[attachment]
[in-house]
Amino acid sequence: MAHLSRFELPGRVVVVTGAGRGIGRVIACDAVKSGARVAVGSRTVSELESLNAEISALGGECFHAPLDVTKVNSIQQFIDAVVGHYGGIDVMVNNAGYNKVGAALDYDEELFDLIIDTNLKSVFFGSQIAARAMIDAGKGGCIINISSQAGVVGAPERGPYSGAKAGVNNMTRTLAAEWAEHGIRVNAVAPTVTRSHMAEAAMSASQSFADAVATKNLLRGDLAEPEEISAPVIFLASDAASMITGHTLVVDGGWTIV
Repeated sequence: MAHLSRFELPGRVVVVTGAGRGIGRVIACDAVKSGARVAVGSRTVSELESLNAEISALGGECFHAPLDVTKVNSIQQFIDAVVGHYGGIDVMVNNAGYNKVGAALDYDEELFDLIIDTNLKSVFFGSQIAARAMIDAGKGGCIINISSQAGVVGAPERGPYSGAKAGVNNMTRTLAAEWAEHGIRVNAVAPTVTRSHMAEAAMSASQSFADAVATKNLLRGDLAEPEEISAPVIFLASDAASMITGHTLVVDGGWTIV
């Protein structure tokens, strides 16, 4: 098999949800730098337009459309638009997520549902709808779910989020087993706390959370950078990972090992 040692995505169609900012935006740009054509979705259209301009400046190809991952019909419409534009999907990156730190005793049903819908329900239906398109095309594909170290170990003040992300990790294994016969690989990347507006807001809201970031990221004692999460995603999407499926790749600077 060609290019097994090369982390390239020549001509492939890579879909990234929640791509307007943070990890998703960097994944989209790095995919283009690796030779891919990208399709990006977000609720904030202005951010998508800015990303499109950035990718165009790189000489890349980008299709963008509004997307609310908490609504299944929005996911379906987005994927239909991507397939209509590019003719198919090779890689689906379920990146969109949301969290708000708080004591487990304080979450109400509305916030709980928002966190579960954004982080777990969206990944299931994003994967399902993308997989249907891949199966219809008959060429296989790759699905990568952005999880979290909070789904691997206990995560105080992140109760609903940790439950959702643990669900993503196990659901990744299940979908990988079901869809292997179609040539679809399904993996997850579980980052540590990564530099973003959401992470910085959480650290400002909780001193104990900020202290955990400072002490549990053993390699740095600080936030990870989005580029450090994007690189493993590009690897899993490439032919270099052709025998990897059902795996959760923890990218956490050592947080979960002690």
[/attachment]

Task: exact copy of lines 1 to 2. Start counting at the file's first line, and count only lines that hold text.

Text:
[in-house]
Amino acid sequence: MAHLSRFELPGRVVVVTGAGRGIGRVIACDAVKSGARVAVGSRTVSELESLNAEISALGGECFHAPLDVTKVNSIQQFIDAVVGHYGGIDVMVNNAGYNKVGAALDYDEELFDLIIDTNLKSVFFGSQIAARAMIDAGKGGCIINISSQAGVVGAPERGPYSGAKAGVNNMTRTLAAEWAEHGIRVNAVAPTVTRSHMAEAAMSASQSFADAVATKNLLRGDLAEPEEISAPVIFLASDAASMITGHTLVVDGGWTIV